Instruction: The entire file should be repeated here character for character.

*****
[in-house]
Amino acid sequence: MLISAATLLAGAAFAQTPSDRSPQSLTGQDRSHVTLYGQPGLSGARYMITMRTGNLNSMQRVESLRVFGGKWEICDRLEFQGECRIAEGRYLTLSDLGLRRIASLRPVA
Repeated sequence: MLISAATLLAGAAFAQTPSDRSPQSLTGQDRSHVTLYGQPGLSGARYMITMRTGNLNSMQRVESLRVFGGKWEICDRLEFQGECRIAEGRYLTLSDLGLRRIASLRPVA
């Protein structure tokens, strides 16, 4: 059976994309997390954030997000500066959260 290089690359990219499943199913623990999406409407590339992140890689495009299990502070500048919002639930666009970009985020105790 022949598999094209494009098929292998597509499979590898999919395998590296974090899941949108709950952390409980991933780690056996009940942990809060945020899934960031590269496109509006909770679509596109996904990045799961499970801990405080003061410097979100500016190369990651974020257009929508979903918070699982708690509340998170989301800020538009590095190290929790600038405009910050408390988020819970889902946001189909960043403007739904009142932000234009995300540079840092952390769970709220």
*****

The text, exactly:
[in-house]
Amino acid sequence: MLISAATLLAGAAFAQTPSDRSPQSLTGQDRSHVTLYGQPGLSGARYMITMRTGNLNSMQRVESLRVFGGKWEICDRLEFQGECRIAEGRYLTLSDLGLRRIASLRPVA
Repeated sequence: MLISAATLLAGAAFAQTPSDRSPQSLTGQDRSHVTLYGQPGLSGARYMITMRTGNLNSMQRVESLRVFGGKWEICDRLEFQGECRIAEGRYLTLSDLGLRRIASLRPVA
């Protein structure tokens, strides 16, 4: 059976994309997390954030997000500066959260 290089690359990219499943199913623990999406409407590339992140890689495009299990502070500048919002639930666009970009985020105790 022949598999094209494009098929292998597509499979590898999919395998590296974090899941949108709950952390409980991933780690056996009940942990809060945020899934960031590269496109509006909770679509596109996904990045799961499970801990405080003061410097979100500016190369990651974020257009929508979903918070699982708690509340998170989301800020538009590095190290929790600038405009910050408390988020819970889902946001189909960043403007739904009142932000234009995300540079840092952390769970709220």